• Even Evil Has Standards: Jonas may have no problems with feeding information to the Kazon, but he's not so thrilled about sabotaging Voyager.
  • Face Palm: Kes basically does this when the Doctor bluntly admits his feelings to Denara.
  • Florence Nightingale Effect: The Doctor and Denara fall for each other while the Doctor is trying to treat her disease.
  • Foreshadowing
    • For the next episode "Investigations", as Jonas finally makes contact with Seska, who wants him to sabotage the ship. Tom Paris decks Chakotay, leading to his decision to leave Voyager voluntarily rather than face court martial.
    • Tom Paris jokes that he was delivering Ensign Wildman's baby, which will happen for real in "Deadlock".
  • Holding Hands: More significant for Denara than the Doctor, as physical contact with a Phage victim is frowned on in Vidiian society.
  • I Can't Dance: But at the end of the episode, they do (the Doctor states that he added the necessary subroutines to his program).
  • Married to the Job: When Denara asks the Doctor about his life, all he has to boast about is a list of surgical procedures he has performed — there is nothing personal about his program and nothing that he does for pleasure. This changes a good deal in the future.
  • The Mirror Shows Your True Self: Inverted.
  • Mythology Gag: The Doctor cites Leonard McCoy as one of his many medical reference sources. Presumably that's where he picked up his habit of saying "I'm a Doctor, Not a Placeholder".
  • The Nameless: Denara feels she has to call the Doctor something, so she names him after her Cool Uncle Schmulus.
  • No Social Skills: Kes advises the Doctor to tell Denara of his feelings. So he casually drops the bombshell in the middle of an operation.
  • Not a Date: Are you sure, Doctor?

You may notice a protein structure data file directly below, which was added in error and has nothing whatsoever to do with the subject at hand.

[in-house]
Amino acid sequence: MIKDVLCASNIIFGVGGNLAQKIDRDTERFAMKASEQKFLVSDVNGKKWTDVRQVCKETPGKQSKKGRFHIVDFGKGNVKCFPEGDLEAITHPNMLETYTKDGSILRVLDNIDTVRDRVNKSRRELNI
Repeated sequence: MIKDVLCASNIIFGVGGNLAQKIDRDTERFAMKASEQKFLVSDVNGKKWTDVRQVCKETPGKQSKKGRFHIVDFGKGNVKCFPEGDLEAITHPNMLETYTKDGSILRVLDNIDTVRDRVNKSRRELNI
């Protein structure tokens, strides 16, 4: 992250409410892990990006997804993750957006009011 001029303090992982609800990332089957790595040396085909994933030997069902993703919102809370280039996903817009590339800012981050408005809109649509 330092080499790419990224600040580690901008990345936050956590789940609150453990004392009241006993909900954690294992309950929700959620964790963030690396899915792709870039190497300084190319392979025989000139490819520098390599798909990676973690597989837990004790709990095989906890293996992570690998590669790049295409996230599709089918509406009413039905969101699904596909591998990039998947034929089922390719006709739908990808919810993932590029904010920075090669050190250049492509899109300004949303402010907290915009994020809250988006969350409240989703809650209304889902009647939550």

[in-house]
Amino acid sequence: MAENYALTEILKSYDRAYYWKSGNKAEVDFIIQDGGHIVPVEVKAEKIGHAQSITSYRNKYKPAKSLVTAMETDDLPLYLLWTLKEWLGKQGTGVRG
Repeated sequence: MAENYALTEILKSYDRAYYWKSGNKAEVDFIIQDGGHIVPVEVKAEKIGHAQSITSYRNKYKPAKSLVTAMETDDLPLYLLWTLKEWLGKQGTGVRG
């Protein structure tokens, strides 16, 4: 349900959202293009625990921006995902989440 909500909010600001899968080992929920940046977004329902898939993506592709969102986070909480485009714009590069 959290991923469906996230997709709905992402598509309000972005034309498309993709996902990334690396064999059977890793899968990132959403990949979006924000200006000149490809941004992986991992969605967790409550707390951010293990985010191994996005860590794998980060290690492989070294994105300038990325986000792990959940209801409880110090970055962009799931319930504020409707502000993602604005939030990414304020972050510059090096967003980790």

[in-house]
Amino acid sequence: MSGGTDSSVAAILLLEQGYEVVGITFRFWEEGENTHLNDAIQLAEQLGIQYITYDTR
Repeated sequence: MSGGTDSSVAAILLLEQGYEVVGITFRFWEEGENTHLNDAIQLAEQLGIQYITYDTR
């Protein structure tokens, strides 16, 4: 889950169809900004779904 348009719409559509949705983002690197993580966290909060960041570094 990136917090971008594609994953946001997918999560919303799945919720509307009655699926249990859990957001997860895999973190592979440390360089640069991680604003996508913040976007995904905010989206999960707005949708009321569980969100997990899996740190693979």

• Open Heart Dentistry: Averted for once. Denara specifies that she's a hematologist.
  • Out Of The Shadows Reveal: Denara walking into Sandrines after she's been put back in her diseased body. The Doctor isn't fazed in the least.
  • Series Continuity Error: Denara says the Phage has been infecting her people for hundreds of years, whereas in "The Phage" it was stated to be a couple of millennia.
  • Shipper on Deck: Kes is having a grand old time watching the Doctor experience first love, and Tom Paris offers his own support.
  • Showing Off the New Body: A non-sexual version.
  • Team Mom: Averted; knowing Captain Janeway has made a pet project of Tom Paris' rehabilitation, Chakotay speaks to Janeway first before disciplining him, and is surprised when she refuses to get involved.
  • Tears of Joy: Denara's first reaction to her whole, unblemished reflection is to sob; she never expected to see a reflection of a healthy face again.
  • That Came Out Wrong: The Doctor goes to Tom Paris for advice after Denara apparently rejects him.
    EMH: Mr, Paris, I assume you have a great deal of experience being rejected by women.
  • Two-Faced: So Denara Pel can be a Cute Monster Girl as well as The Grotesque.
  • What Is This Thing You Call "Love"?: Kes finds the Doctor running a diagnostic on his systems, trying to find out what's wrong with him.
  • What Measure Is a Non-Cute?: The show depicts a healthy Vidiian for the first time, albeit through a holographic recreation.
  • Worldbuilding: A more sympathetic look at the Vidiians.